Wow. You aced the job interview and landed the position. You are ready to start working. But hold up, while you may have pulled out all the stops during the interview, the real work is just beginning.
Your first three months on the job is the period in which you must not only show, but prove. This time is vital to setting the tone of your work and employment as well as your relationship with your boss, co-workers and clients.
“You never get a second chance to make a positive first impression, and the first three months is when most of your team and cross functionals will be forming their judgments about you,” explains career change consultant/certified career coach Joseph Liu, host of Career Relaunch podcast.
Adds Shefali Raina, an executive coach with The Wall Street Coach, “Contrary to pop culture, your first three months at a job are not a honeymoon; they are the key drivers of how you are viewed as a professional and a person, what results you might be able to deliver and what your initial career trajectory might be at the new company…Take your first three months very seriously, starting from day 1, and sharply focus on demonstration competence, building networks, developing influence and establishing your brand.”
Here are some career moves you should make during your first three months at a new job:
–”Be collaborative and competent at your job and start with small high impact wins,” advises Raina. “You were hired for a job and your company expects that you will hit the ground running. Focus on your job and start delivering on the components of your role. When making changes, consider executing on small wins that have high impact, instead of making big changes right away. Take the time to understand details better before you rush to make the big changes. Stay collaborative in the process–this is not about “my way or the highway”, but what is truly good for the company.”
–Make friends and allies early. “Proactively build networks and alliances,” offers Raina. “Proactively reach out to all the decision makers and key team members across each function that is connected to your role and initiate relationship building. Focus on your stakeholders and understand what each of them needs. Build authentic and collaborative relationships with your team. Get an understanding of the stated and informal culture of the organization. And, avoid gossip at all costs.”
–Make some lunch dates. “Don’t wait for someone at work, your boss or a coworker to ask you to lunch. You ask them to join you,” suggests Laura Handrick, HR analyst at FitSmallBusiness .com. “Taking the initiative to get to know your peers in your first 90 days is going to set you apart. Make time outside of the workplace to learn about your co-workers, supervisor, peers in your department, peers in other departments, and even top customers. You don’t have to pay for lunch, but do call them up and schedule it.” This is not just to break bread, but to connect with your colleagues and learn more about the company.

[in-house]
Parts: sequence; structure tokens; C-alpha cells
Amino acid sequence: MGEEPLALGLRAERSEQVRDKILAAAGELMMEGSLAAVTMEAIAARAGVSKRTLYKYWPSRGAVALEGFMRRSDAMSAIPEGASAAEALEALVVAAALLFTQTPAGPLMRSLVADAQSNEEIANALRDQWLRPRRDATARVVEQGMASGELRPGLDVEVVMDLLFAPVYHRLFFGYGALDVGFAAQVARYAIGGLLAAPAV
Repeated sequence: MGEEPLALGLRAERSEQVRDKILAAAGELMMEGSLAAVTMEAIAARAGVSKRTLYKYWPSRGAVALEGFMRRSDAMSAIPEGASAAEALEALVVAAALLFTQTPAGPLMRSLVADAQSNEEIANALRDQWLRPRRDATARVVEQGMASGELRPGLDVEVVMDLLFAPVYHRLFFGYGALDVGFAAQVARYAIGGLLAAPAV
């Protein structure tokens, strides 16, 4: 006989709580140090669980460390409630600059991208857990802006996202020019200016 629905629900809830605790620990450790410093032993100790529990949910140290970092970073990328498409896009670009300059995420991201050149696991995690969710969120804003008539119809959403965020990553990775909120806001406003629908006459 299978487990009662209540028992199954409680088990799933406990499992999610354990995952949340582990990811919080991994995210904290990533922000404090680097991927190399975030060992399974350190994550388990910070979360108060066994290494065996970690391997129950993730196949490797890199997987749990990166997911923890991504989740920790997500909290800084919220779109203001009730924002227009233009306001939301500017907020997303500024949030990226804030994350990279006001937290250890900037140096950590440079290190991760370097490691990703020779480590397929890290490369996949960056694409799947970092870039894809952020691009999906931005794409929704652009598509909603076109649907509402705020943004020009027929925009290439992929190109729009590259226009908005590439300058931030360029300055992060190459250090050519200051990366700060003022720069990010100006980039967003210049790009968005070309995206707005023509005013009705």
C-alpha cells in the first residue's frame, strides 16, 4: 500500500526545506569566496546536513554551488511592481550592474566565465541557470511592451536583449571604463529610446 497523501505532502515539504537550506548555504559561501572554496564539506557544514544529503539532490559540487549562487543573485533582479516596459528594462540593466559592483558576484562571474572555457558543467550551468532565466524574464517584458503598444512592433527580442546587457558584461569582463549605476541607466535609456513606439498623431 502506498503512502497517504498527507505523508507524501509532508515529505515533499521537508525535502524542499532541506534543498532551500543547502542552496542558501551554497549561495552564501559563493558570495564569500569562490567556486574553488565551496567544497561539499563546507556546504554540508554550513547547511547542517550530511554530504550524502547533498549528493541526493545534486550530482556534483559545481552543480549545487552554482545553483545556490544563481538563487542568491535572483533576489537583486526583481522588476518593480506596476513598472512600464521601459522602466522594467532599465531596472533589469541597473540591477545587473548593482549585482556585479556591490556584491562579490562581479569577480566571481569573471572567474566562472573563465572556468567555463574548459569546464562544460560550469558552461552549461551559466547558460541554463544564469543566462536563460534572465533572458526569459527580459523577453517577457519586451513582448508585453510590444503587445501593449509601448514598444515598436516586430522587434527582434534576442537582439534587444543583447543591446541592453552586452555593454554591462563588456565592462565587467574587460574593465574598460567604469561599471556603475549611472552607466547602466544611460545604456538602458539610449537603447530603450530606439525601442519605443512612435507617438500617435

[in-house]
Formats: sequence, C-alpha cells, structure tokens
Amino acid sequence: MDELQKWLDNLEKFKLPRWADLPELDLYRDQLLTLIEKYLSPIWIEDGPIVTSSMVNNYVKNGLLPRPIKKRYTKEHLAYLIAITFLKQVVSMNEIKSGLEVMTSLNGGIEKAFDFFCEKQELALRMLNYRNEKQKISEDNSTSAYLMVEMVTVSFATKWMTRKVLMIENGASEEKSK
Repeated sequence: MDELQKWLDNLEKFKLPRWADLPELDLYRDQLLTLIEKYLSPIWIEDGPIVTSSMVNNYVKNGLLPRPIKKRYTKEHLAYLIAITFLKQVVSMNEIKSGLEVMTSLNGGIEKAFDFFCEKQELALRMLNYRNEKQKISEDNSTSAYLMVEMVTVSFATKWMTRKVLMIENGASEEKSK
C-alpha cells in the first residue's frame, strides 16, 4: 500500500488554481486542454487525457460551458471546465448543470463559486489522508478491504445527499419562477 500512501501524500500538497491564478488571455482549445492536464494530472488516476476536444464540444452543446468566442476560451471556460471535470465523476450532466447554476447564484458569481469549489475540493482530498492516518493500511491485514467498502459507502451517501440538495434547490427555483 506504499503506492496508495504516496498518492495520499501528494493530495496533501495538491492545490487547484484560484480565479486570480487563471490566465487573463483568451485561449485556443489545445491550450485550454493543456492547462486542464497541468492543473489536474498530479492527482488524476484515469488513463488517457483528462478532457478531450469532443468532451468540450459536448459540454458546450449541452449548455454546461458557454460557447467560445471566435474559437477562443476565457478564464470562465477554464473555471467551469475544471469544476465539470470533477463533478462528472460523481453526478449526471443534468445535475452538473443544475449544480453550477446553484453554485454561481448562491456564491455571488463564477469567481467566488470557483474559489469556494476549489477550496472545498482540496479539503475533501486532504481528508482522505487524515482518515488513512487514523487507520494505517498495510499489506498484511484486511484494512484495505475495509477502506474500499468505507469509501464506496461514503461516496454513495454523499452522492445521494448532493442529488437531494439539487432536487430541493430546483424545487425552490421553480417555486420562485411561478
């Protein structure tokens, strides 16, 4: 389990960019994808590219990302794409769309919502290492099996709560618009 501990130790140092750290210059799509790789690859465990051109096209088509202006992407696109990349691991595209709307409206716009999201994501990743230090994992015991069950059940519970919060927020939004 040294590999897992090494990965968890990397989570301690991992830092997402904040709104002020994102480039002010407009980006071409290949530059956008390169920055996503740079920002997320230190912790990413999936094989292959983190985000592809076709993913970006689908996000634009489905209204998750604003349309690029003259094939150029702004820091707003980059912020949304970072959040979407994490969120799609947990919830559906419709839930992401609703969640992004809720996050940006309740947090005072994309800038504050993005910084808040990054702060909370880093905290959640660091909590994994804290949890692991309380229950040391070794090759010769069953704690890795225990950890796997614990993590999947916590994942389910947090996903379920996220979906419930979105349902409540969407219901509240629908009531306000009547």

–Learn as much as you can. “As much as we want to rely on HR or a new manager to communicate and explain all the nuances of a new role, it doesn’t happen that way. The quality of onboarding programs varies dramatically from one company to the next as do management styles, training programs, and organizational culture,” says Dory Wilson, a people development expert and founder of Your Office Mom. “New hires can’t be passive bystanders. They need to step up and take the initiative to learn and figure out how things work on their own.”
–Look for a mentor within the company. “A mentor is someone informal who can answer those tacit-knowledge questions that you might not feel comfortable asking the boss. Often, a good company will provide you with a peer-mentor during on-boarding. But even if they don’t, ask your supervisor who is a good go-to person I could ask questions about the job or company protocol?’ Often, whether they use the title of ‘mentor’ or not, that person can help you navigate around the landmines, avoid common newbie mistakes, and understand who the real decision makers are,” notes Handrick.
–Ask for feedback. “Don’t wait for a 6- or 12-month performance review,” stresses Handrick. “Ask your supervisor how you’re doing after the first week, first month, first 90 days and be open (not defensive) when they share it with you. Just asking shows that you care about work performance. Getting their feedback and responding to it in a positive way, goes a long way to show your employer you’re a learner, adaptable and open to improvement. Most employers will value those traits.”